The parents of accused Highland Park mass shooter Robert Crimo III have offered their “thoughts and prayers” to victims — as it emerged the suspect’s dad helped him buy his guns even after he was marked a “clear and present danger” over earlier death threats against his relatives.

Bob Crimo and his wife, Denise, broke their silence after retaining a local lawyer — one who just hours earlier had been tweeting outrage at the high-powered weapons his new client helped his son buy.

“We are all mothers and fathers, sisters and brothers, and this is a terrible tragedy for many families, the victims, the paradegoers, the community, and our own,” the family said in a statement late Tuesday.

“Our hearts, thoughts and prayers go out to everybody.”

Their attorney, Steve Greenberg of Greenberg Trial Lawyers, also said that the parents also “request that all respect their privacy as they try to sort [through] this tragedy.”

Bob Crimo and wife Denise offered their "thoughts and prayers" over mass shooting their son has been charged with.
Bob Crimo and wife Denise offered their “thoughts and prayers” over mass shooting their son has been charged with.
Handout
Robert Crimo
Crimo’s father, also named Robert, was seen near the family home.
DANIEL WILLIAM MCKNIGHT
Denise Crimo
Denise Crimo and husband, Bob, broke their silence after the shooting their son has been charged with.
Handout
Steve Greenberg tweets
The family’s lawyer, Steve Greenberg, released the statement after going on an anti-assault rifle tirade

Before being retained, Greenberg had gone on a tirade about the shooting and lack of gun-control laws.

“This is my hometown where I grew up and raised my kids. WTF is wrong with people. No one needs these high powered weapons!!!!!” he said. “F [Ted Cruz], Mitch McConnell and all like them.”

He said he stood by the tweet even as it emerged his new client, the suspect’s dad, played a pivotal role in allowing his son to buy weapons even after the 21-year-old wannabe rapper had threatened “to kill everyone” in his family in September 2019.

Greenberg had on Tuesday insisted that the dad — a one-time mayoral candidate — only sponsored his son’s gun-buying spree because he had no idea about the threats nor the collection of 16 knives, a dagger and a sword that were confiscated at the time.

Robert Crimo
The suspect’s dad, Bob Crimo, sponsored him so he could get guns.
DANIEL WILLIAM MCKNIGHT
Suspect's dad, Bob Crimo
The couple’s lawyer said they are requesting privacy at this time.
Twitter / @CrimoBob

However, Illinois State Police insisted late Tuesday that when the threat was investigated, “importantly, the father claimed the knives were his and they were being stored in the individual’s closet for safekeeping.

“Based upon that information, the Highland Park Police returned the knives to the father later that afternoon,” the force said.

The state force confirmed that local police alerted them to the fact that Crimo should be treated as a “clear and present danger.”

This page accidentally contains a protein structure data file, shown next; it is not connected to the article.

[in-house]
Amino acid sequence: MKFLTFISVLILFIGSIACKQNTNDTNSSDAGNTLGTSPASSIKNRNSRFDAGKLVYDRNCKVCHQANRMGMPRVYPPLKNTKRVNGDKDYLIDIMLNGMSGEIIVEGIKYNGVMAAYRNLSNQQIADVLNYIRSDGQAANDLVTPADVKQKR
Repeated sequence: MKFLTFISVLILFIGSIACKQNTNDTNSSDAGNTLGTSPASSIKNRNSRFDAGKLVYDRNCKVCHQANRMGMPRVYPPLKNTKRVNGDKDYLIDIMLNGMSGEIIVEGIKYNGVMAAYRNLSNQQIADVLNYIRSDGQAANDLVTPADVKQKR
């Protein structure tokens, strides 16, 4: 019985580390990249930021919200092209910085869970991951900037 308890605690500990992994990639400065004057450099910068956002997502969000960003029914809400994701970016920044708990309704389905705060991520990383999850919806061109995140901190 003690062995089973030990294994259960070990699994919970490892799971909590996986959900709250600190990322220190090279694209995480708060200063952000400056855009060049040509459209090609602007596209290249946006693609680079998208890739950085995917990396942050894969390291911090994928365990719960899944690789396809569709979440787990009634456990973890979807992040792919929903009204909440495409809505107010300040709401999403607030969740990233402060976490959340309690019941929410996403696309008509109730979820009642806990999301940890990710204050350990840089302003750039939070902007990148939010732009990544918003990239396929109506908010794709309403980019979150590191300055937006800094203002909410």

Suspected shooter Robert Crimo seen leaving the scene of the rampage
The suspect was able to buy weapons despite being flagged as a “clear and present danger.”
via REUTERS

However, “there were no arrests made in the September 2019 incident and no one, including family, was willing to move forward on a complaint nor did they subsequently provide information on threats or mental health that would have allowed law enforcement to take additional action,” the force said.

“Report indicates when police went to the home and asked the individual if he felt like harming himself or others, he responded no,” the force also stated.

Robert Crimo III
Robert Crimo III bought guns despite earlier threatening to kill his family, police said.
Highland Park via REUTERS

Because Crimo did not possess a state firearm owners identification (FOID) card that could be revoked or have a pending application to deny, the state police involvement was closed, the force said.

But just three months later, when Crimo was 19, his father sponsored him in the first of four FOID cards to get his small arsenal of weapons, police said.

Because Crimo had not been arrested and his family failed to press charges or raise mental-health concerns, Crimo was able to skip Illinois “red flag” law designed to prevent people deemed to have violent tendencies from getting guns.

Message at a Highland Park vigil says that "thoughts and prayers are not enough."
Message at a Highland Park vigil says that “thoughts and prayers are not enough.”
Getty Images

He passed four background checks in the purchase of his guns, all of them conducted in 2020 and 2021, well after the 2019 incidents that drew police attention, according to the state police.

He bought at least five guns, including the AR-15-style rifle allegedly used to kill seven people and injure at least 30 during the Fourth of July parade.

Despite his client’s role in helping his son get guns, Greenberg stood by his earlier attacks, saying, “I am 100% anti assault weapons.”

He insisted the focus should be on state police, not his client.

Illinois State Police “should ask why did THEY approve a FOID card and why do THEY allow the sale of assault weapons?” he tweeted.

Crimo was on Tuesday charged with seven counts of first-degree murder and faces a mandatory life sentence if convicted.





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